Thank you. I’m really glad you liked the album. Yes, George being on the album was one of my musical dreams come to fruition. George and I have been friends for almost 10 years now. I met him when I was working on the tribute album that I played on and produced in 2002-2003 and we’ve kept in touch since. So, when I started out getting this album together I asked him if he’d play a solo on the album and he said he would. The album became my never ending project and it took longer then I envisaged to finish, but once the song ‘When Angels Cry’ was done, we met up a couple of times and I spoke with him and we figured it out. He recorded the solo in LA and the files were sent to me. And there I was one morning, in my studio listening to George playing an incredible emotive, beautiful solo over a song that I’d written, recorded, and the first song that I had sang on. It was a really special moment. I then learnt the whole solo!

Tell us about the album itself.

‘Circle of Fire’ has 12 tracks, most of which I wrote and recorded over the last couple of years. The ideas and inspiration for the songs came from many different directions and sources. Because of the passage of time, there is also a progression and evolution that people will hear in my playing and writing style, which was influenced by what I was listening to, if I was touring, the book that I was reading, and many other factors. So, each track is capturing that unique moment, but still strung together with my sound and playing, which brings it all together. I have a wonderful collection of singers and musicians as well, and they all added their own uniqueness to ‘Circle of Fire’, and I think that keeps the whole album really interesting to listen to. The 12 tracks are the best of the tracks that were written. I think I had about 20 songs done by the time I’d finished the album but some of them didn’t fit the album, or my playing had moved on since they were written, so they were cut. There are two or three more finished songs that I have, which will be released on the CD version of the album in a couple of months.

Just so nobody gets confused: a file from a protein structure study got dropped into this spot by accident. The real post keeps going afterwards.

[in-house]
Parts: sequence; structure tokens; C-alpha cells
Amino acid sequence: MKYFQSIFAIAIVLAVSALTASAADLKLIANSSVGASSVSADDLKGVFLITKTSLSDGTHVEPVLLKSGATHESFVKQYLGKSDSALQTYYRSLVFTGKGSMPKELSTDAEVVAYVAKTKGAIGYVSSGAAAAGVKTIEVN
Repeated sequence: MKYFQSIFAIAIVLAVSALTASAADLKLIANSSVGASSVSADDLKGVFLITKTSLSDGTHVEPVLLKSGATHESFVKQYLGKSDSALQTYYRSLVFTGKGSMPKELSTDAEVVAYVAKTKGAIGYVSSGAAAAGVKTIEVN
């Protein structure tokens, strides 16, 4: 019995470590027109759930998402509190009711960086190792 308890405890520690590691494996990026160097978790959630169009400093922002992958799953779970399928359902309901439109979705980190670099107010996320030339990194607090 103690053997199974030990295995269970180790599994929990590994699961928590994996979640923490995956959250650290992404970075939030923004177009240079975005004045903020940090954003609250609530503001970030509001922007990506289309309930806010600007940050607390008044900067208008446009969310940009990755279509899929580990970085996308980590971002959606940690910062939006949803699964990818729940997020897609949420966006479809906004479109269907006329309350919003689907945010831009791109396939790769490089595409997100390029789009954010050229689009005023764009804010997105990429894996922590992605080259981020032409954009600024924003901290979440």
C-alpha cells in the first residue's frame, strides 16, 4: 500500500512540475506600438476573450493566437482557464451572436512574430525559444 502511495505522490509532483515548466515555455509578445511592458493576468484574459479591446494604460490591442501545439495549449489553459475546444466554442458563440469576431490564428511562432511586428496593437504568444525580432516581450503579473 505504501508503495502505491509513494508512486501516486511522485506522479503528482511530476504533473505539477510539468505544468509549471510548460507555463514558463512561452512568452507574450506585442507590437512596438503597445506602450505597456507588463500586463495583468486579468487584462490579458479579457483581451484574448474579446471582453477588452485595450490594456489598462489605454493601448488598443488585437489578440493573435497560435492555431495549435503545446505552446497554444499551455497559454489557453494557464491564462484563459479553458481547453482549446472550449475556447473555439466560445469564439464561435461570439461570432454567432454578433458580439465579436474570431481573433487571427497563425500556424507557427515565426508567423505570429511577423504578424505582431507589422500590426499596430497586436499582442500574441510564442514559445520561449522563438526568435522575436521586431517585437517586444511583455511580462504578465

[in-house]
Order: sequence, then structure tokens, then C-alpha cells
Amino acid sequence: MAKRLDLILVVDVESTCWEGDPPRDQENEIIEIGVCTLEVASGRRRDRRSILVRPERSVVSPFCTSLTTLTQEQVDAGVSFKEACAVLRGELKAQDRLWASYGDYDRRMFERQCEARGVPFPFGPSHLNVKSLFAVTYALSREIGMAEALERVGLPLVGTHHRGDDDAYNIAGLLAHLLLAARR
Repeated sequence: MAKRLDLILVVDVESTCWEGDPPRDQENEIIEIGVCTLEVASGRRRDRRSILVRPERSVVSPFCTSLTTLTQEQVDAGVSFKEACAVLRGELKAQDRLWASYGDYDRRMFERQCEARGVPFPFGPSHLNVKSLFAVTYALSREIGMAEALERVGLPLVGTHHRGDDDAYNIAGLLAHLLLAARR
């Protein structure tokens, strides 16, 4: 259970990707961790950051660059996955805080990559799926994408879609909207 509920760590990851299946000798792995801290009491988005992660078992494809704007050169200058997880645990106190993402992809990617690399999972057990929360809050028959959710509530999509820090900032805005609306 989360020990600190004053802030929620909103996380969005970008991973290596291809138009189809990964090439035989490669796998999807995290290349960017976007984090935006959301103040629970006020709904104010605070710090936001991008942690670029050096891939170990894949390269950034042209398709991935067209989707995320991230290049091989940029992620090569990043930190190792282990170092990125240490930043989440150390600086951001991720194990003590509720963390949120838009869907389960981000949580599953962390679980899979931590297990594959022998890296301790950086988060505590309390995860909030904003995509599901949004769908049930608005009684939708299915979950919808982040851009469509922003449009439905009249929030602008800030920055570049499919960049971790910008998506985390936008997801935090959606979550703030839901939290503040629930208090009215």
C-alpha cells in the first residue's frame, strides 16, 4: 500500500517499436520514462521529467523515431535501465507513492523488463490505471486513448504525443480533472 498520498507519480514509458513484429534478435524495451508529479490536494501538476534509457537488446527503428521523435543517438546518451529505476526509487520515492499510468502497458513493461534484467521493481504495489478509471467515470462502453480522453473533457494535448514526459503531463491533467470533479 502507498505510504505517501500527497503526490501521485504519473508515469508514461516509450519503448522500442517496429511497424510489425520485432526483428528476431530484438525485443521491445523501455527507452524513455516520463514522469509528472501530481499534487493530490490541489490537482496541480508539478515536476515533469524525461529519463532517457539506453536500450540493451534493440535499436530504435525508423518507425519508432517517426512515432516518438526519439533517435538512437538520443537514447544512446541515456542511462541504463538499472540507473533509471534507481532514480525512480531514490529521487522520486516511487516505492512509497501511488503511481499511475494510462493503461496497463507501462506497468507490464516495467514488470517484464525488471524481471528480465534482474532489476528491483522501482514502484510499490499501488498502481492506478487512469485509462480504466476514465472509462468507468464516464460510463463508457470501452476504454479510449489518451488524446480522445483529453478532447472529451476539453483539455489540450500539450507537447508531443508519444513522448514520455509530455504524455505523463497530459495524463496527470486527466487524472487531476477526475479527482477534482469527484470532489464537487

How does it differ in direction and creation to your previous albums Will Play For Lynch– A George Lynch Tribute and the instrumental solo release Strange Day, apart from in the obvious differences.